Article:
Hyrum Smith, Testimony, 1 July 1843 [Extradition of JS for Treason]
, Testimony, , Hancock Co., IL, 1 July 1843, Extradition of JS for Treason (Nauvoo, IL, Municipal Court 1843). Copied [3–6 July 1843]; handwriting of and ; docket by , [6 July 1843, , Hancock Co., IL]; docket by , ca.  July 1843; notation by , ca.  July 1843; twenty-eight pages; Nauvoo, IL, Records, CHL.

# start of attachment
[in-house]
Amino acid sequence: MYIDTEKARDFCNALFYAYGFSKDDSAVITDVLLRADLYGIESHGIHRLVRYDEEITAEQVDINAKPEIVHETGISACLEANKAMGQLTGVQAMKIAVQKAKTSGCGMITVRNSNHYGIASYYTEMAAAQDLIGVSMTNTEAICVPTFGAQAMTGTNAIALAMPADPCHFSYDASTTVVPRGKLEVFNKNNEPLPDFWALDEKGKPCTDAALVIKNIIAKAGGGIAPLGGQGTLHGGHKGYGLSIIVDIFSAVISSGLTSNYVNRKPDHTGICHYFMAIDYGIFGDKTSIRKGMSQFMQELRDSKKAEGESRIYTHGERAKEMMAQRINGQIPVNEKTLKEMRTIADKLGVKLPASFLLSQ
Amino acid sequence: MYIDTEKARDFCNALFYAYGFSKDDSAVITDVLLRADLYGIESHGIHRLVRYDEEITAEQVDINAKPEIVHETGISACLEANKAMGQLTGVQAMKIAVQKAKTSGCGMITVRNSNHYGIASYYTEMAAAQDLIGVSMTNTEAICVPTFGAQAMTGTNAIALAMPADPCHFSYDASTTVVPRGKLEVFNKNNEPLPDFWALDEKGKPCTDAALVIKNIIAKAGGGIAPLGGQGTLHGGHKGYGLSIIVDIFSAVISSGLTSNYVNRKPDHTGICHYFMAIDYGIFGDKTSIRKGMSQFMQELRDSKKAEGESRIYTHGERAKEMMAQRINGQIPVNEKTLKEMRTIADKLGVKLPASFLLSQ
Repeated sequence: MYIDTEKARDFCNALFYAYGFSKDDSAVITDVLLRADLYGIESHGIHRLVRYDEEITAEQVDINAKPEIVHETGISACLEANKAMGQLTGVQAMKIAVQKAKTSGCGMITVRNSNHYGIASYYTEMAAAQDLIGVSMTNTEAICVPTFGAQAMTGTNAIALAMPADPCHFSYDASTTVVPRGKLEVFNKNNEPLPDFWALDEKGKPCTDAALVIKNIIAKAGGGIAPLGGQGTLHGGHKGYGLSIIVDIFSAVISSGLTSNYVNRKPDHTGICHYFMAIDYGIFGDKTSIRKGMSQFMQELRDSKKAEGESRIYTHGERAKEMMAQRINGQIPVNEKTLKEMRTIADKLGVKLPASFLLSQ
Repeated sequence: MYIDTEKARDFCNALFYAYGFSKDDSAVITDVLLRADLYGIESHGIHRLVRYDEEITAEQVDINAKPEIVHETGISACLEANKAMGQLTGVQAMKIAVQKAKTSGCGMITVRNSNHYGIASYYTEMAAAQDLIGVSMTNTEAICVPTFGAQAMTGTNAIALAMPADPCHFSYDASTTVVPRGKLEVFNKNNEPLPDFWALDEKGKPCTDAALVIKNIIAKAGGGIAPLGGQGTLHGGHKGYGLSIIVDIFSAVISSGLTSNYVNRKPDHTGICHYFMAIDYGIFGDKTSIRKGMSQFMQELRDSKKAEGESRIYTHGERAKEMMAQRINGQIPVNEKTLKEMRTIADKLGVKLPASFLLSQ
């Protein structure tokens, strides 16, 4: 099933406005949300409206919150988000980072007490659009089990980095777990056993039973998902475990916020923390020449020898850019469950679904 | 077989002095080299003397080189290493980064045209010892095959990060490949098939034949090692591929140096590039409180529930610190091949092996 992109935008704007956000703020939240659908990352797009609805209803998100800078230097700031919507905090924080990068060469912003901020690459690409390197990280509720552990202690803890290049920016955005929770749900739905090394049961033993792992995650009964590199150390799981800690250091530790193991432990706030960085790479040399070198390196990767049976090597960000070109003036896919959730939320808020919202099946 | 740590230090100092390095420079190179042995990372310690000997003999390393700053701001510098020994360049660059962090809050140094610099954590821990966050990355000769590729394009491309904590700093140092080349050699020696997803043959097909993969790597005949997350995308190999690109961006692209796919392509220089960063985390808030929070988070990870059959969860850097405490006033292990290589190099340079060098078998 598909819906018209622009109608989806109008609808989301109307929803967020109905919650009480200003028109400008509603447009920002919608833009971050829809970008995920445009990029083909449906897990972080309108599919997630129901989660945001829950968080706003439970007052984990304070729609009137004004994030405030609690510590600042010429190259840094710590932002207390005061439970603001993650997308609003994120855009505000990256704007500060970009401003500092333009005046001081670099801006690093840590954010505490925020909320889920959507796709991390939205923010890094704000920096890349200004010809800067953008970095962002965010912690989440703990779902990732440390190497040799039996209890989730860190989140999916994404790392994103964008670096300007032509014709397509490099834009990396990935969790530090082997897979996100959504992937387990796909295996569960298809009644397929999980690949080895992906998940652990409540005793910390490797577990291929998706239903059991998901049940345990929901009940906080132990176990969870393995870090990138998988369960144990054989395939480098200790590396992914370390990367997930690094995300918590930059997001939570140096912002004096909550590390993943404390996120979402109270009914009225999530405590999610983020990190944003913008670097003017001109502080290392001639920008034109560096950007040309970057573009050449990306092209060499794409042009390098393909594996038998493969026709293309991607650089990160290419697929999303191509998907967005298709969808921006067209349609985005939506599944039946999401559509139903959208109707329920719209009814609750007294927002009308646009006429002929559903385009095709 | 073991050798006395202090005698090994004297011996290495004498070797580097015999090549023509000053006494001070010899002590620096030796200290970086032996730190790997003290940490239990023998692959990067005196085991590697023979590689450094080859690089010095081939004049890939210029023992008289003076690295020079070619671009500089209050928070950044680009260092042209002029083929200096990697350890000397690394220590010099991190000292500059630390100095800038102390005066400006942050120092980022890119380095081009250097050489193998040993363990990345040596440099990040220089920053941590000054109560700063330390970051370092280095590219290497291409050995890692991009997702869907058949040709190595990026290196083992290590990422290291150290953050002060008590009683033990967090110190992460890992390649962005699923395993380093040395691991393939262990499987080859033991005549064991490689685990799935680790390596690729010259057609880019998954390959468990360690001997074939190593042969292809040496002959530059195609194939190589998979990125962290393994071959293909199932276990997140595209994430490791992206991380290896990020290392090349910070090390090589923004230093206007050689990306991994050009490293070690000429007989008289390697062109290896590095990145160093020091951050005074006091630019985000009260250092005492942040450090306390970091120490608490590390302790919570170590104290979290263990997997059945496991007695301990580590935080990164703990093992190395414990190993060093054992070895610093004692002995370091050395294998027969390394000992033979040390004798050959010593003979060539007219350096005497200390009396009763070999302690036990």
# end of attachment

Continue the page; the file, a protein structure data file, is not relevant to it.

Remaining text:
families and get some clothing; but after considerable consultation we were permitted to go under a strong guard of five or six men to each one of us and we were not permitted to speak to any one of our families under the pain of death: the guard who <that> went with me ordered my to get me some clothes immediately within two minutes and if she did not do it I should go off without them I was obliged to submit to their tyranical orders however painful it was with my & children clinging to my arms & to the skirts of my garments and was not permitted to utter to them a word of consolation and in a moment was hurried away from them at the point of the Bayonet— we he were hurried back to the wagons & ordered into them, all in about the same space of time, in the mean while our & & Sisters had forced their way to the wagons to get permission to see us; but were forbidden to speak to us, And <and> they immediately drove off for , we travelled about 12 miles that evening & encamped for the night the same strong guard was kept around us and were relieved every two hours and we were permitted to sleep on the ground, the night was then cold with considerable snow on the ground & for the want of covering & clothing we suffered extremely with the cold: that night was a commencement of a fit of sickness from which I have not wholly recovered unto this day, in consequence of my exposure to the inclemency of the weather, our provision was fresh beef roasted in the fire on a stick, the army having no bread in consequence of the want of mills to grind the grain. In the morning at the dawn of day we were forced on our journey and were exhibited to the inhabitants along <the road> the same as they exhibit a carravan of Elephants or Camels, we were examined from head to foot by men women & children, only I believe they did not make us open our mouths to look at our teeth: this treatment was continued incessantly until we arrived at in . After our arrival at we were driven all through the for inspection and then we were ordered into an old log house and there kept under guard [p. 15]